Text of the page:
According to the College Board, there are 5 test centers for SAT and SAT Subject Tests in Nepal. Please note that before you register either of the SAT exams, you should choose your test date and test location. Each testing location is affiliated with an educational institution, such as high school, community college, or university. The following test centers administer one or more of 2019 and 2020 SAT tests in Nepal.
2019 – 2020 SAT Test Dates in Nepal
- March 9, 2019
- May 4, 2019
- June 1, 2019
- August 24, 2019
- October 5, 2019
- November 2, 2019
- December 7, 2019
- March 14, 2020
- May 2, 2020
- June 6, 2020
- August 29, 2020
- October 3, 2020
- November 7, 2020
- December 5, 2020
SAT Testing Centers in Nepal
KATHMANDU INTERNATIONAL STUDY CENTRE
RATO BANGALA SCH
ST XAVIER’S SCH
TRINITY INTERNATIONAL COLLEGE
More about Nepal
Nepal borders China (Tibet) to the north, India to the west, south and east.
Nepal stretches for around 880 km in a west-east direction. The glaciated High Himalayas with deeply carved river valleys run through the middle of the western half of the country (Dhaulagiri 8,167 m above sea level, Annapurna (8,091 m above sea level), the Manaslu (8,163 m above sea level) in central Nepal already has a smaller one Distance to the northern border; in eastern Nepal the highest peaks are border mountains to Tibet (Mount Everest [Sagarmatha] 8,848 m, according to other information also 8,846 or 8,850 m above sea level, Lhotse 8 516 m above sea level, Makalu 8,463 m) above sea level, Cho Oyu 8 201 m above sea level) and to India (Kangchenjunga 8 586 m above sea level).
In the lower front of the Himalayas, on the southern edge of which the Mahabharat chain runs through the whole country, is the Kathmandu valley (approx approx. 20 km wide) and the valley of Pokhara. The Siwalik chain (in Nepal: Churia) extends parallel to and south of the Mahabharat chain, in front of which the 15–50 km wide, once malaria-infested alluvial plain of the outer Tarai which merges into the north Indian Ganges plain. In two places the mountain ranges of the Siwalik chain push themselves up to the Indian border, whereby the Nepalese plains are divided into a western, middle and eastern Tarai. The inner Tarai is formed by tectonic basins, the so-called duns (e.g. Rapti Dun), between the Siwalik and Mahabharat ranges.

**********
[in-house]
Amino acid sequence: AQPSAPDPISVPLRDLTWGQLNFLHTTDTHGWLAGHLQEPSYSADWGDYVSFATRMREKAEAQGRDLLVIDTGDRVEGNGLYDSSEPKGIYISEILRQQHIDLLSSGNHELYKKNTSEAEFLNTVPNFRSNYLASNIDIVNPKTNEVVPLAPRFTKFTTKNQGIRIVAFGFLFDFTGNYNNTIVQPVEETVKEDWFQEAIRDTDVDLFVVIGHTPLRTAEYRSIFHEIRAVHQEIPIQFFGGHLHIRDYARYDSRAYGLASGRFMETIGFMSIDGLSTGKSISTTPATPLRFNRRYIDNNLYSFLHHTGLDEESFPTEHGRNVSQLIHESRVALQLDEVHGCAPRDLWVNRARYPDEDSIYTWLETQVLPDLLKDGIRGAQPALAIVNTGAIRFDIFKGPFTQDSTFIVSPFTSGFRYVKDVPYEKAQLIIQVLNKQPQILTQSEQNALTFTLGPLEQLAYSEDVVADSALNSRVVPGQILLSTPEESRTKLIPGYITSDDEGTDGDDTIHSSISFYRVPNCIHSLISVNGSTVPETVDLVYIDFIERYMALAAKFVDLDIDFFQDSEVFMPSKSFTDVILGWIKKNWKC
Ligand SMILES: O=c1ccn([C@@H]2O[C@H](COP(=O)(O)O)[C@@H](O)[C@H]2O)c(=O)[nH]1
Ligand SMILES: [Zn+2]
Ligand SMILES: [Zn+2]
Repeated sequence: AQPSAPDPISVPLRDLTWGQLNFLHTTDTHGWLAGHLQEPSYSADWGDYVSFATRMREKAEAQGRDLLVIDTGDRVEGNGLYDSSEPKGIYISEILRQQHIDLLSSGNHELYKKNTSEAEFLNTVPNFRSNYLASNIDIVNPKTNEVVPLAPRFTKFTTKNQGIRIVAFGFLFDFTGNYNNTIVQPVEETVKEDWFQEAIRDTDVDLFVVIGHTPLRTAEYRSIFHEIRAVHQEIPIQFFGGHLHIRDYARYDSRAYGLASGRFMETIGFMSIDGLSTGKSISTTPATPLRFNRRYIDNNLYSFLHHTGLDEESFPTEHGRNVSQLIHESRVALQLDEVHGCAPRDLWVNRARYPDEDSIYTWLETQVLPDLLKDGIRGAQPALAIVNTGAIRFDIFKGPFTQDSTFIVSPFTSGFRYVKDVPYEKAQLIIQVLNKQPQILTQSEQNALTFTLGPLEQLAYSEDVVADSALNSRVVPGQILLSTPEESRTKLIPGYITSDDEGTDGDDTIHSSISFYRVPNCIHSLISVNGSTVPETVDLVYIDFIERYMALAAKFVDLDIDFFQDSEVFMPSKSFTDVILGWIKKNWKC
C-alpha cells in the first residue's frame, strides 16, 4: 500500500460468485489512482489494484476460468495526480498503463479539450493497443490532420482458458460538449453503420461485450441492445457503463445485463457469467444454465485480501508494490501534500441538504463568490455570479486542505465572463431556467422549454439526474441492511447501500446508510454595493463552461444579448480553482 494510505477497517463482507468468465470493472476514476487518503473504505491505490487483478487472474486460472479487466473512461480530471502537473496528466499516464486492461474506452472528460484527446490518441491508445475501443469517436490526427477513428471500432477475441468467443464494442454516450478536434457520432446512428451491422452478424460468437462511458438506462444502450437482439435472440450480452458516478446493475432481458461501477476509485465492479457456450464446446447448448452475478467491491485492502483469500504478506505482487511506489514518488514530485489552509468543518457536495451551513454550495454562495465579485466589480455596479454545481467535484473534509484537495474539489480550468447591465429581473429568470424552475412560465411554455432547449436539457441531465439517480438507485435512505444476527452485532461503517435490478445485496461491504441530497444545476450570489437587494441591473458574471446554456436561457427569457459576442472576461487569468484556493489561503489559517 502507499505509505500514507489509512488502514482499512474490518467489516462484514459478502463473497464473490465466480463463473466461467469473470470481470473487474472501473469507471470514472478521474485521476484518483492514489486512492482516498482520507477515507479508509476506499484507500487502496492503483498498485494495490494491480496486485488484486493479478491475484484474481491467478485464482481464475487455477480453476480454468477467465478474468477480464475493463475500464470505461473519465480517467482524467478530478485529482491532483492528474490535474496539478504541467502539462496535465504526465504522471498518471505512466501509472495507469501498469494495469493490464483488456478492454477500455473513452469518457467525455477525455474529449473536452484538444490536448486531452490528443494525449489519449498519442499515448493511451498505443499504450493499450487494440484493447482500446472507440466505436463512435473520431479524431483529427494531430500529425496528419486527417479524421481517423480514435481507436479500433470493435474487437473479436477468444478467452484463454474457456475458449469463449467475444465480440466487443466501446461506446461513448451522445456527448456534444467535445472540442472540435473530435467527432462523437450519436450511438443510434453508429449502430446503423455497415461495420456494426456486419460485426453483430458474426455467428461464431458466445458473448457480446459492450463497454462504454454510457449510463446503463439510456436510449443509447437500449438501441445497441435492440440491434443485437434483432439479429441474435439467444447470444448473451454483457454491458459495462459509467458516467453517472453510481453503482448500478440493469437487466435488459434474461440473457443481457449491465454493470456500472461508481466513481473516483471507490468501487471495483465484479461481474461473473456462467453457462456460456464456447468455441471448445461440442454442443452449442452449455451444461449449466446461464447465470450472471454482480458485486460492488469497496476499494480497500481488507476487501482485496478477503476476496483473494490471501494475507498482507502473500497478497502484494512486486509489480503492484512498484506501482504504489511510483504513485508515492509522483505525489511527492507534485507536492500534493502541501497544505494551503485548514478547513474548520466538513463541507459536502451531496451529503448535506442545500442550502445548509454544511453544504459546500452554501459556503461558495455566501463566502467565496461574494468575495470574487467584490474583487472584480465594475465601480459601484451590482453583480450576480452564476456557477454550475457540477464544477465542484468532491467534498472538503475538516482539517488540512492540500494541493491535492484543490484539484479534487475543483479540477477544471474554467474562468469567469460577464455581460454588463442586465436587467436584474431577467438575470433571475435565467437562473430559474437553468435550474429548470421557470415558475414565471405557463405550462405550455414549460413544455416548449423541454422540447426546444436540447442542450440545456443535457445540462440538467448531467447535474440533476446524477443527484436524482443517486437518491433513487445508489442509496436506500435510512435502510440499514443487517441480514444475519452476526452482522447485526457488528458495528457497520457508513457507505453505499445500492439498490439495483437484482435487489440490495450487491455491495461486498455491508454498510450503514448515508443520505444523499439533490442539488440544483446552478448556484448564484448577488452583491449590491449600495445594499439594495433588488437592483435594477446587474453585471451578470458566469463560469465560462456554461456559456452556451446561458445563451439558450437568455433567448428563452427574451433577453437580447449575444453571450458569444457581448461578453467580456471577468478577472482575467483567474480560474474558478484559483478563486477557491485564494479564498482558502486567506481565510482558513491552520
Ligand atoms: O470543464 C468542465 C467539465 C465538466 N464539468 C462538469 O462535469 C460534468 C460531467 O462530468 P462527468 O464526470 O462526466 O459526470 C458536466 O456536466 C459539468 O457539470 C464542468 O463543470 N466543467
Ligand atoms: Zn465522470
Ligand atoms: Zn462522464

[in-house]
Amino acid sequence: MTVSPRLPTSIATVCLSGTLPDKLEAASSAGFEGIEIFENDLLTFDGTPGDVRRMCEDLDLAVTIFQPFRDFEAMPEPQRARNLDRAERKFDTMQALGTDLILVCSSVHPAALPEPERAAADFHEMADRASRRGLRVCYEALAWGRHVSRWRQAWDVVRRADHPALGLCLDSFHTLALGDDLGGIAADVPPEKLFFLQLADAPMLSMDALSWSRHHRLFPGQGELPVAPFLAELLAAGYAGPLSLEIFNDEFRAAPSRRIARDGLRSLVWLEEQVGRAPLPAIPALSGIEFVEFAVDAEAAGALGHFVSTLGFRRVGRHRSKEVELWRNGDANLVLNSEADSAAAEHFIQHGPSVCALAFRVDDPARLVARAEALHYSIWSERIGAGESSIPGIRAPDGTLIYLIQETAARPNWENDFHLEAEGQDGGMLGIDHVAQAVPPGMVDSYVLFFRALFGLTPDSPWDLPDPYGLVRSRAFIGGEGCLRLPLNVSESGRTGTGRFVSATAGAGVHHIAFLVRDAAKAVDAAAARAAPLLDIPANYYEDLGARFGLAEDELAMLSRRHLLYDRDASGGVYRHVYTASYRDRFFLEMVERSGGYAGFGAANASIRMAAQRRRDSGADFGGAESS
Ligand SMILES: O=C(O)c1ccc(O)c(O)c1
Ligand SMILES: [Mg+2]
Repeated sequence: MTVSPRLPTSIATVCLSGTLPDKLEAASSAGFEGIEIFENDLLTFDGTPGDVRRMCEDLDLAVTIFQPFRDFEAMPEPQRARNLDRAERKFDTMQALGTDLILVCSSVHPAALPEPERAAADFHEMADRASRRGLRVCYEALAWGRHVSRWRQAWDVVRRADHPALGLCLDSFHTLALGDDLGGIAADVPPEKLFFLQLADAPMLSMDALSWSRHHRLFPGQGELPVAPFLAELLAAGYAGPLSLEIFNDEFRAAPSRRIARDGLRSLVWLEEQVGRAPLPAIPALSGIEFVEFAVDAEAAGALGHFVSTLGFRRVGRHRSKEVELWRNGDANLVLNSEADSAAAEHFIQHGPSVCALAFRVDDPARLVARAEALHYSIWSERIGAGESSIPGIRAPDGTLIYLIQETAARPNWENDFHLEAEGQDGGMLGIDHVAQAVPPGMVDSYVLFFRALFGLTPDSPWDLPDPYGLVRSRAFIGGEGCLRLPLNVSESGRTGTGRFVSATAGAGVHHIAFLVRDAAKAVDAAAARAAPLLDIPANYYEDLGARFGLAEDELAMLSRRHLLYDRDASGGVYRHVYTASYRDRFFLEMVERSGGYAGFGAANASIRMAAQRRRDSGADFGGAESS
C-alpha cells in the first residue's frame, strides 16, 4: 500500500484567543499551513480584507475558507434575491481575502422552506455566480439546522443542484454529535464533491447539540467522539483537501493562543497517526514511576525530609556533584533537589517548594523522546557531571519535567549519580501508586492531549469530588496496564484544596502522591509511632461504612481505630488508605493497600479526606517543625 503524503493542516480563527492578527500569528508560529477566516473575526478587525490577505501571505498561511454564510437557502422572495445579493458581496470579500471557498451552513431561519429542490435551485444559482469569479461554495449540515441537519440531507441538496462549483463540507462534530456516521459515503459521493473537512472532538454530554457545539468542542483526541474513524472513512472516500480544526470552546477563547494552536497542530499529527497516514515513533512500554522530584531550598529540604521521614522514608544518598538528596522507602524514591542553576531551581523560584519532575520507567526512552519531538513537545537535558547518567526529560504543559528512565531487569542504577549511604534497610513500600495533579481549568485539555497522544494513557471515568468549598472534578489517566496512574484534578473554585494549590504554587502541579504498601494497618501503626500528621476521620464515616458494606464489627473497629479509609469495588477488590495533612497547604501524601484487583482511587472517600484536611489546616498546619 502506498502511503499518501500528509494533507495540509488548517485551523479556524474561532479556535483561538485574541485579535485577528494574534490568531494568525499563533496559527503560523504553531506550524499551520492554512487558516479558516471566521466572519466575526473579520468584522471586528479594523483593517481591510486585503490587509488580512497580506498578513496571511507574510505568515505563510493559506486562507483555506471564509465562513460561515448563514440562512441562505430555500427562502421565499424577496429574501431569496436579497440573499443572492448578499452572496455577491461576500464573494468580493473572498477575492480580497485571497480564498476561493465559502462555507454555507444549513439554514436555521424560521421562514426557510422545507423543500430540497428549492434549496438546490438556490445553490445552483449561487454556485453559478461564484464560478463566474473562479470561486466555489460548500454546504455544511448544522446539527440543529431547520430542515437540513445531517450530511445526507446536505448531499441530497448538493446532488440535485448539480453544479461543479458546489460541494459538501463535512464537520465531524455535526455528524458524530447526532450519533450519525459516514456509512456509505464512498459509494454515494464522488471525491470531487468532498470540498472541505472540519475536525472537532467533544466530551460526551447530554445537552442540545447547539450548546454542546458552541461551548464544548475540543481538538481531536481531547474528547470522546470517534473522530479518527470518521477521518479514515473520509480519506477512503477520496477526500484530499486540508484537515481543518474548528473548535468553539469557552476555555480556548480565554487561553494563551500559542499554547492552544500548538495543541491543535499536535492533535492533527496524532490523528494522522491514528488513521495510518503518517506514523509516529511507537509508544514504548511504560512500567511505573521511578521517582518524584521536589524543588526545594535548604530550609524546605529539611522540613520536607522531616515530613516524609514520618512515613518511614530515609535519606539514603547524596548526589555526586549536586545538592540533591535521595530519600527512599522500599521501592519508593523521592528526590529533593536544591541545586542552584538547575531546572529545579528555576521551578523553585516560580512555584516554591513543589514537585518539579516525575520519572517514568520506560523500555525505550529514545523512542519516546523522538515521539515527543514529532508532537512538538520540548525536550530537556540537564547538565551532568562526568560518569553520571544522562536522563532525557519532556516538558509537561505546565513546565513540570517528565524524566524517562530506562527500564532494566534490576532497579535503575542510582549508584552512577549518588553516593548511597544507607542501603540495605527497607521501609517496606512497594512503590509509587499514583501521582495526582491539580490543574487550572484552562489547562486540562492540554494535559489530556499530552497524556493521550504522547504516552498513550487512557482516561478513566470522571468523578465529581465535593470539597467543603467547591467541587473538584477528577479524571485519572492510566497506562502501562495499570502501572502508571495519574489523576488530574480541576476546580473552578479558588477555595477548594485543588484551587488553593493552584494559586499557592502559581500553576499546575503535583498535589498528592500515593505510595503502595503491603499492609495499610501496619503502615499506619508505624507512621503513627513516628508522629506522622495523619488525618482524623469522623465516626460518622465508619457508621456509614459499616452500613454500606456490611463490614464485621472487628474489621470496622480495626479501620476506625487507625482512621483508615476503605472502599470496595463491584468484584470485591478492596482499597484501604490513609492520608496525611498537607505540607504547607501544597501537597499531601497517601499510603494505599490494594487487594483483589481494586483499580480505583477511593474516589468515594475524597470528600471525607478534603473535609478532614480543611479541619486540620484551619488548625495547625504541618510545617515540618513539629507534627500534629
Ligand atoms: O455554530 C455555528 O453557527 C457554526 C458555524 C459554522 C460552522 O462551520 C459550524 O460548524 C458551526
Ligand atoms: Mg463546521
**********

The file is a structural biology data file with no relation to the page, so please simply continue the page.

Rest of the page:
- ACEINLAND: Modern history of Nepal from World War I to today, covering all major events on politics, economy, society, and technology.
Nepal is influenced by the summer southwest monsoon, which blows in Nepal due to the topographical conditions from the southeast and brings 80-90% of the annual rainfall, as well as the dry, winter northeast monsoon, which blows in Nepal from the northwest. Winter rains fall in connection with low pressure areas coming from the west. The mean annual precipitation in Nepal is 1,627 mm. However, behind this number there are considerable local differences: in sloping rain on the southern flank of the Himalayas, up to 6,000 mm can fall during the monsoons, while the annual precipitation from stations in the rain shadow on the north side of the Himalayas is only up to 250 mm. From a climatic point of view, Nepal shows a very pronounced differentiation in altitude. The hot tropical zone extends from the Tarai to altitudes of around 1,000 m above sea level. This is followed by a subtropical level between around 1,000 m and 2,000 m above sea level and a moderate level between around 2,000 and 4,000 m above sea level. The high mountain range is characterized by particularly cold winters and lower amounts of precipitation. Check thedresswizard to see Nepal As a Tourist Country.
The only remnants of the rain-green monsoon forests and the grasslands of the Tarai are replaced upwards by evergreen deciduous and coniferous forests, which form a cloud forest level in the area of highest rainfall between 2,000 and 3,600 m above sea level ; the tree line is formed at 4,200 to 4,400 m above sea level by fallen deciduous forests (birch) and coniferous forests or by rhododendron and juniper forests. In addition, the alpine mat level follows. In the rain shadow on the north side of the Himalayas, alpine steppes are predominant.
The tourism began in 1954 with the opening of Tribhuvan Airport from Kathmandu. Initially, Nepal was only a destination for expedition and trekking tourism. Today’s trend is towards mass tourism. In 2014, 790,100 foreign guests visited the country, most of them from India, China, Sri Lanka, Great Britain and the USA. Important tourist attractions are the Kathmandu Valley (UNESCO World Heritage Site) with the cultural cities of Kathmandu, Patan and Bhadgaon (Bhaktapur), the Pokhara Valley at the foot of Annapurna and Lumbini (UNESCO World Heritage Site).
However, trekking and mountaineering tourism posed major ecological problems. By decentralizing the flow of tourists and setting up national parks (Chitwan, Sagarmatha [both UNESCO World Heritage Sites] and others), environmentally friendly tourism is to be pursued.